Why Trump’s Blunt Appeals to Suburban Voters May Not WorkHistorians in the News
tags: segregation, urban history, Fair Housing Act, suburban history, Fair Housing
President Trump’s latest campaign ads warn of left-wing mobs destroying American cities. His recent White House comments have depicted a rampage of violence and a “radical movement” to dissolve the police. His Twitter feed has sounded alarms over an Obama-era fair housing rule he has framed as a threat to “The Suburban Housewives of America” and the “Suburban Lifestyle Dream.”
It all amounts, with little subtlety, to a play on the perceived fears of suburban voters. But there are several reasons to believe that a strategy that worked for Richard Nixon on the heels of urban unrest in 1968 is less likely to be effective for Donald Trump in 2020.
For one, these are not the American suburbs of the 1960s (and they have a lot fewer housewives). The scale of urban violence and the threats to that suburban lifestyle are a faint echo of that time. And while polling shows that suburban voters disapprove of the president’s job in general, they disapprove even more of his handling of the very issues he is trying to elevate.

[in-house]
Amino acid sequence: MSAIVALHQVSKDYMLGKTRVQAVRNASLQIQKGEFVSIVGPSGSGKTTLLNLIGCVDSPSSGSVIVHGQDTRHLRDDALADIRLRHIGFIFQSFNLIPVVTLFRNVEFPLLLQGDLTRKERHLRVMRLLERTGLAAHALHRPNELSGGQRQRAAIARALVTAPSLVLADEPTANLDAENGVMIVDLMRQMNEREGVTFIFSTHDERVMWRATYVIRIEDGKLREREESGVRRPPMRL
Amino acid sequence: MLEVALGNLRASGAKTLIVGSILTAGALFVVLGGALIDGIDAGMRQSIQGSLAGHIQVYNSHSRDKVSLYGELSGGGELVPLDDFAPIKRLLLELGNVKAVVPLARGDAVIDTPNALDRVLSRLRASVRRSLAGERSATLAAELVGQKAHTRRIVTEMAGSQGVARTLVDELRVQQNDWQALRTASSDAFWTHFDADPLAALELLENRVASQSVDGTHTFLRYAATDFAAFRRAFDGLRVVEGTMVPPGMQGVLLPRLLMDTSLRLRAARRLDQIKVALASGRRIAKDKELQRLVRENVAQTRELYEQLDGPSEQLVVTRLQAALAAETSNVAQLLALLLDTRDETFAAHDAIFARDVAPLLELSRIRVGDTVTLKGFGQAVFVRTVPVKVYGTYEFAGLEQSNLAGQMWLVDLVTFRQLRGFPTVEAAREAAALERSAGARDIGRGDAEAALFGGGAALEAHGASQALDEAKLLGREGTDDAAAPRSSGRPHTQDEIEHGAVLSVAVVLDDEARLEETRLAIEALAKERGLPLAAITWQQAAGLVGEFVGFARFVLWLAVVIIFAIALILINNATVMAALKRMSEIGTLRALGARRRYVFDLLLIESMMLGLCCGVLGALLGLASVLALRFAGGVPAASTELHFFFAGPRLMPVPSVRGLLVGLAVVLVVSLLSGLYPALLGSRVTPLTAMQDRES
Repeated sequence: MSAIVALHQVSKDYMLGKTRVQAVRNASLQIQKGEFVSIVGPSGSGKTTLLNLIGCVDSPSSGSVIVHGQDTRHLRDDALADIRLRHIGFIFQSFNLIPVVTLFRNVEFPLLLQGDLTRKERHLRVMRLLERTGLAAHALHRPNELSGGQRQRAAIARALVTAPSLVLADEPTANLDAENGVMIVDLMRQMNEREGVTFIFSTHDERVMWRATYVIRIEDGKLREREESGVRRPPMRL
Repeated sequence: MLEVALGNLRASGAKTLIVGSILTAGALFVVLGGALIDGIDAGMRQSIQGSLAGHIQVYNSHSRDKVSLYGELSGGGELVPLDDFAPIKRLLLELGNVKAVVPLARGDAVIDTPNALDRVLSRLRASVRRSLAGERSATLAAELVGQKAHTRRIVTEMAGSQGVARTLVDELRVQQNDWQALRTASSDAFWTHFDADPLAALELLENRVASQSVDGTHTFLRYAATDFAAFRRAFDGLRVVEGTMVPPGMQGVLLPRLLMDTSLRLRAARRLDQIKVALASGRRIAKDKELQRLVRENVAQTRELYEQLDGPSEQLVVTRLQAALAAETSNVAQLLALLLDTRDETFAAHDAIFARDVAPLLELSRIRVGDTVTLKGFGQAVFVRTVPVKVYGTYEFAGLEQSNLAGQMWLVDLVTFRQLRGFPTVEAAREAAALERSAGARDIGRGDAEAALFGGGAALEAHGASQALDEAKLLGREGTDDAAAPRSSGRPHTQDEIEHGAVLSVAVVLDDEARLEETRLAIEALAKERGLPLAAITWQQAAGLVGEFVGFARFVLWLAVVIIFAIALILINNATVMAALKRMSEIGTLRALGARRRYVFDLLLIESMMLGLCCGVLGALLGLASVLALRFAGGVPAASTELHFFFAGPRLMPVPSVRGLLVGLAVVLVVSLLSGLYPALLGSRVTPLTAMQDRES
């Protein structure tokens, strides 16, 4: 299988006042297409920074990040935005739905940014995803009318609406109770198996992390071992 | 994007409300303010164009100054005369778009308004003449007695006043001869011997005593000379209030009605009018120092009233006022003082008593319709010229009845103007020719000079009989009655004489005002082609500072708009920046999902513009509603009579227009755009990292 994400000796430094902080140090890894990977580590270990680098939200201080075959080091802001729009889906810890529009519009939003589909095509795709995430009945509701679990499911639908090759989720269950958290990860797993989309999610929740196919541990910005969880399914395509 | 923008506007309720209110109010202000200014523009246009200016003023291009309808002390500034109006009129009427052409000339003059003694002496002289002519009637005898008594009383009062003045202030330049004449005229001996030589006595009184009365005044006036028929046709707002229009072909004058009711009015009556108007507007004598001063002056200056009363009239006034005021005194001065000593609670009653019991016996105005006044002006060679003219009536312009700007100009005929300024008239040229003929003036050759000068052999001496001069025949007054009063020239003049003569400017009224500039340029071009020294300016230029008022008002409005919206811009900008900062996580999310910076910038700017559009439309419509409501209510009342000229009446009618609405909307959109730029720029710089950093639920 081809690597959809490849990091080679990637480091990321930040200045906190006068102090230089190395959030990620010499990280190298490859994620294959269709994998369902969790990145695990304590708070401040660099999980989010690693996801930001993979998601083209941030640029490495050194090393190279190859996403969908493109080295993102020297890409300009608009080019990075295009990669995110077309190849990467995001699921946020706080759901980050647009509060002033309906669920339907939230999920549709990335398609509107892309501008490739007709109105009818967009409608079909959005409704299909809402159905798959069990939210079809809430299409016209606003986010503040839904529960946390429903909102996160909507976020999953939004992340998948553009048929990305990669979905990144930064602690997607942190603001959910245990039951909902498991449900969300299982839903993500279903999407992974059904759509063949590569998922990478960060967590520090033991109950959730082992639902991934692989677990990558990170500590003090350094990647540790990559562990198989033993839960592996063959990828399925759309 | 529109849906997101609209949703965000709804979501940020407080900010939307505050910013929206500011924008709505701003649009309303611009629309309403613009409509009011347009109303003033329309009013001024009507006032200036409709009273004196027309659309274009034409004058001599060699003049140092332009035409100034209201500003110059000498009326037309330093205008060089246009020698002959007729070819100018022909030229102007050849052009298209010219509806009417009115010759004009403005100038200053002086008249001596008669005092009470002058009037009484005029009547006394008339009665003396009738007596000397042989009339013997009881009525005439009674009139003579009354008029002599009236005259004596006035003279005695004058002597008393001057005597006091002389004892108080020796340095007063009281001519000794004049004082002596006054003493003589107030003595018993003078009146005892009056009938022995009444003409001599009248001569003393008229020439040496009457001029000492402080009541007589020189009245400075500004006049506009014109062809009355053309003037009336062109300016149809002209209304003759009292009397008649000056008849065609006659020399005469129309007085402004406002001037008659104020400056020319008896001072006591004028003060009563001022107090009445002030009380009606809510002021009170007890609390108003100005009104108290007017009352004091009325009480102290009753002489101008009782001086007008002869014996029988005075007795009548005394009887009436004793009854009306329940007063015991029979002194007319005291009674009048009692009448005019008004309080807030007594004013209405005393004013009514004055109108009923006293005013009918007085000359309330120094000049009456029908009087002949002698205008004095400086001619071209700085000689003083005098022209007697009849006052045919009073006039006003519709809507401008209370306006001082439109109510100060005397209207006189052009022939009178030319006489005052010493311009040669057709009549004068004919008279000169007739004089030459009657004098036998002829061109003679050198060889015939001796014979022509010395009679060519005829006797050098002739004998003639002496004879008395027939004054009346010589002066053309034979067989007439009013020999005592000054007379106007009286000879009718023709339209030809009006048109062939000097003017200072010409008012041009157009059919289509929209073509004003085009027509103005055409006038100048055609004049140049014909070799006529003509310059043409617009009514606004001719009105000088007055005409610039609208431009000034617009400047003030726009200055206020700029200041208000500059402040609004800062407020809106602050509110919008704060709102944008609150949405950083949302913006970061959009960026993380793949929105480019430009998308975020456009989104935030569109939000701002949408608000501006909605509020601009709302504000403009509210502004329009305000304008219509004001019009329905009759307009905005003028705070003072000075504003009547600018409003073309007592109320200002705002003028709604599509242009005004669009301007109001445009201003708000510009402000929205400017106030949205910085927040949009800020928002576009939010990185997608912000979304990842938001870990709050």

For white suburban voters who do still live in segregated communities, the historian Matthew Lassiter said that threats today to suburban exclusion are much weaker than they were when President Nixon was elected. At the time, busing was still on the table. So was the possibility that desegregation plans might send students across city lines to neighboring school districts. Courts were still considering whether it was constitutional for wealthy districts to spend far more on education than poorer ones, or for suburban municipalities to keep out low-income housing.
“The threat of comprehensive restructuring of suburban privilege was real in the late ’60s and early ’70s because it was coming from the courts, and it was coming from civil rights litigants who had a federal judiciary that was going to go all the way with them,” said Mr. Lassiter, a professor at the University of Michigan.
That was true until President Nixon put four justices on the Supreme Court, who together killed many of those remedies to racial and economic segregation. Today, it’s simply less effective to warn that anyone is coming to destroy the “Suburban Lifestyle Dream” of advantaged schools and single-family neighborhoods because a previous generation of politicians and white voters were so successful at protecting it.
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